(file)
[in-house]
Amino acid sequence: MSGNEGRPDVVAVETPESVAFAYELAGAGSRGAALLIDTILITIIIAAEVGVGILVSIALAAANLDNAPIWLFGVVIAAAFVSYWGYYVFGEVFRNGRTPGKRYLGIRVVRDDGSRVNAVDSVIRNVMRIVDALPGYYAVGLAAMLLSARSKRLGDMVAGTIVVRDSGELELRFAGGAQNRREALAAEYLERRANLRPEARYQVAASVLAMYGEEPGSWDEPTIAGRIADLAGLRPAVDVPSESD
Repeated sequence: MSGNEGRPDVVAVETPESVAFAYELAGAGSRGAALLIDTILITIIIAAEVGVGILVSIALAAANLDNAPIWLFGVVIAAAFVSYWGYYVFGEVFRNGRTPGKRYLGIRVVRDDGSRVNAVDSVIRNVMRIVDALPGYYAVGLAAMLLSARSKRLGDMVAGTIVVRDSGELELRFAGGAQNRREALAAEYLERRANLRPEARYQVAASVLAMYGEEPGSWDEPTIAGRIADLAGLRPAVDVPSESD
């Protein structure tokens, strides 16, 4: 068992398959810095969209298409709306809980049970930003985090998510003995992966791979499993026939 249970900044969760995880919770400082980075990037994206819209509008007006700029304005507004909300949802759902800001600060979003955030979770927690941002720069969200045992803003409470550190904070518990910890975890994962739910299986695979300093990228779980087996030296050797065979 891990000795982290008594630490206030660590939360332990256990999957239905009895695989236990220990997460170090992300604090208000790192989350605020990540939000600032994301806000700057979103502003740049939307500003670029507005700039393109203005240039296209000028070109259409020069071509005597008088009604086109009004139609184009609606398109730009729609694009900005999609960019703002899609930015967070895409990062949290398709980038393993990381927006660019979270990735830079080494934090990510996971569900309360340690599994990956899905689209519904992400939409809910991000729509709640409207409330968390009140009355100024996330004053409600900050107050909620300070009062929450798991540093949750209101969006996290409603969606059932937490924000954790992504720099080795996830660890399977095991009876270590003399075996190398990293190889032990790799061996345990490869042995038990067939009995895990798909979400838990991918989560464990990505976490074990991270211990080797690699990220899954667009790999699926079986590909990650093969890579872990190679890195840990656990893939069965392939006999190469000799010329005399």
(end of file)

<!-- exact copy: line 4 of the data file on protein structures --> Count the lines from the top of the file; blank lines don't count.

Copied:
């Protein structure tokens, strides 16, 4: 068992398959810095969209298409709306809980049970930003985090998510003995992966791979499993026939 249970900044969760995880919770400082980075990037994206819209509008007006700029304005507004909300949802759902800001600060979003955030979770927690941002720069969200045992803003409470550190904070518990910890975890994962739910299986695979300093990228779980087996030296050797065979 891990000795982290008594630490206030660590939360332990256990999957239905009895695989236990220990997460170090992300604090208000790192989350605020990540939000600032994301806000700057979103502003740049939307500003670029507005700039393109203005240039296209000028070109259409020069071509005597008088009604086109009004139609184009609606398109730009729609694009900005999609960019703002899609930015967070895409990062949290398709980038393993990381927006660019979270990735830079080494934090990510996971569900309360340690599994990956899905689209519904992400939409809910991000729509709640409207409330968390009140009355100024996330004053409600900050107050909620300070009062929450798991540093949750209101969006996290409603969606059932937490924000954790992504720099080795996830660890399977095991009876270590003399075996190398990293190889032990790799061996345990490869042995038990067939009995895990798909979400838990991918989560464990990505976490074990991270211990080797690699990220899954667009790999699926079986590909990650093969890579872990190679890195840990656990893939069965392939006999190469000799010329005399």